Science investment key to battling virus outbreaks, Fauci says

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Investment in applied science has placed the world in a good position to respond to the COVID-19 epidemic, America’s top infectious disease expert Dr Anthony S. Fauci has said.

In conversation with the UNSW Centre for Ideas last week, the senior public servant who has overseen the US response to the COVID-19 pandemic, said that scientific infrastructure must exist in order to respond swiftly to an emerging infection. Doing so was part of a long-term plan that recognised the spread of viruses would become an ongoing issue for the global community, he said. 

“New infections have always emerged; they are emerging now and they will continue to emerge.

“The lesson learned [in my career] is that to the extent possible, prepare yourself as best as you possibly can,” Dr Fauci said.

In addition to a transparent reporting system, which includes ensuring that countries disclose all information to the international community about emerging infections as soon as possible, Dr Fauci said investing in a functional global health security network was key. 

He added that these kinds of strategic, ongoing investments would ensure countries were best placed to respond to new outbreaks, such as the development of effective vaccines.

“It’s that kind of investment in research that generically forwards and advances all of the things that you can do, so that when you get confronted with an outbreak [it] doesn’t turn into a global pandemic,” Dr Fauci said. 

The SARS-CoV-2 virus is covered in spike proteins that allow it to enter human cells via our airways. It is the spike proteins that scientists have targeted using some vaccines and other potential treatments.

It took the collective efforts of structural biologists, x-ray crystallographers, cryo-EM experts and others to study the conformation of molecules that would allow scientists, by mutating the molecules, to keep them in a stable form, and be used as an immunogen in vaccines. This research facilitated the development of mRNA vaccines against COVID-19 (such as those developed by Pfizer and Moderna), Dr Fauci said.

“Interestingly in the United States, we’ve let the local public health be a victim of attrition,” he added.

It has been a big year for the physician and leading infectious disease expert who has helped oversee the US response to the COVID-19 pandemic

Under the leadership of former US President Donald Trump, Dr Fauci often butted heads over the best approach to wrestle with America’s outbreak. 

I had to come out and essentially contradict what the [former] president was saying, which is a very difficult thing to do and it led to some strain and stress between us. 

“Even now, after the former president is no longer in office, he still talks about that, which is unfortunate,” Dr Fauci said. 

Things are now turning around for the US, with the establishment of community vaccine centres across the country and the rollout of vaccines to pharmacies and mobile vaccine units. According to Centers for Disease Control and Prevention, to date 25% of the US population has been fully vaccinated and 39% have received at least one dose. 

On the first day of office for Trump’s successor, Joe Biden, the 46th president asked Fauci to notify the World Health Organisation (WHO) that the US would re-join the UN agency. Trump notified the UN last July of his intentions to withdraw support and funding from the WHO, although the process did not finalise before he was voted out.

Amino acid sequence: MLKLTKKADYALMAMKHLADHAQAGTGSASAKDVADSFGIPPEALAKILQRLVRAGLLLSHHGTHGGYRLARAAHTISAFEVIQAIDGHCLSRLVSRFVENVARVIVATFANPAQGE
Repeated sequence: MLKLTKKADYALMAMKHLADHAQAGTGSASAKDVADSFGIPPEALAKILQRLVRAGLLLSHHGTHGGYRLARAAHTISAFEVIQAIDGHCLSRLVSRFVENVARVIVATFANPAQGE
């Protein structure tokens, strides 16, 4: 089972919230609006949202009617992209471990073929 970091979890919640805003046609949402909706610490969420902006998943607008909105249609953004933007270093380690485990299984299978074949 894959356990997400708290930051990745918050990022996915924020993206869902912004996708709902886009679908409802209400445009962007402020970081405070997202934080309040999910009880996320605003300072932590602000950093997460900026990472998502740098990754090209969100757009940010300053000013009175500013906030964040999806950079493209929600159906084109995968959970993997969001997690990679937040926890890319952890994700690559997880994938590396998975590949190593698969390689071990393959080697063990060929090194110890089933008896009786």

“President Biden wants science to rule. He said that behind the scenes to us on his medical team, and he has said it publicly: that we are going to be driven and ruled by science and facts, and when something goes wrong we’ll try and fix it and we won’t blame anyone. That has worked extremely well,” Dr Fauci said. 

With a recent record in April of 4.6 million jabs in American arms in a single day, Dr Fauci expressed relief about the effective vaccination program the US has implemented this year. He also lauded one of the strategies to get the US population vaccinated, which is to dispatch a team of ‘vaccinators’ — among them, retired physicians, nurses, military personnel and medical students — to poorer neighbourhoods where access to healthcare is limited.

“If we keep doing that over the next few months I believe we will finally get the overwhelming majority of the people vaccinated in the next several months, which I hope will then turn things around and get that level of daily infections down to a manageable level,” he said. 

For over 40 years Dr Fauci has held the position of director for the National Institute of Allergy and Infectious Diseases at the US National Institutes of Health. In that role he has served under seven US presidents and worked on public health response to HIV/AIDS, Ebola and anthrax.

Fauci underscored the importance of having established clinical trial sites around the world, which can be attributed to groundwork of research funding and mobilisation for the HIV epidemic. 

Because disease can present differently depending on the country which has experienced an outbreak, Fauci explained, there are benefits to being able to call upon the experienced investigators who have successfully done prevention trials, vaccine trials, and drug-therapy trials.

“You have to have a broad umbrella of clinical trial types and capabilities of studying very different aspects of the outbreak and the different conditions,” Fauci said.

“It was that investment and that experience that was gained, very successfully, with HIV/Aids that allowed us to spring out of the box quickly and very effectively in clinical trials with COVID-19,” he added.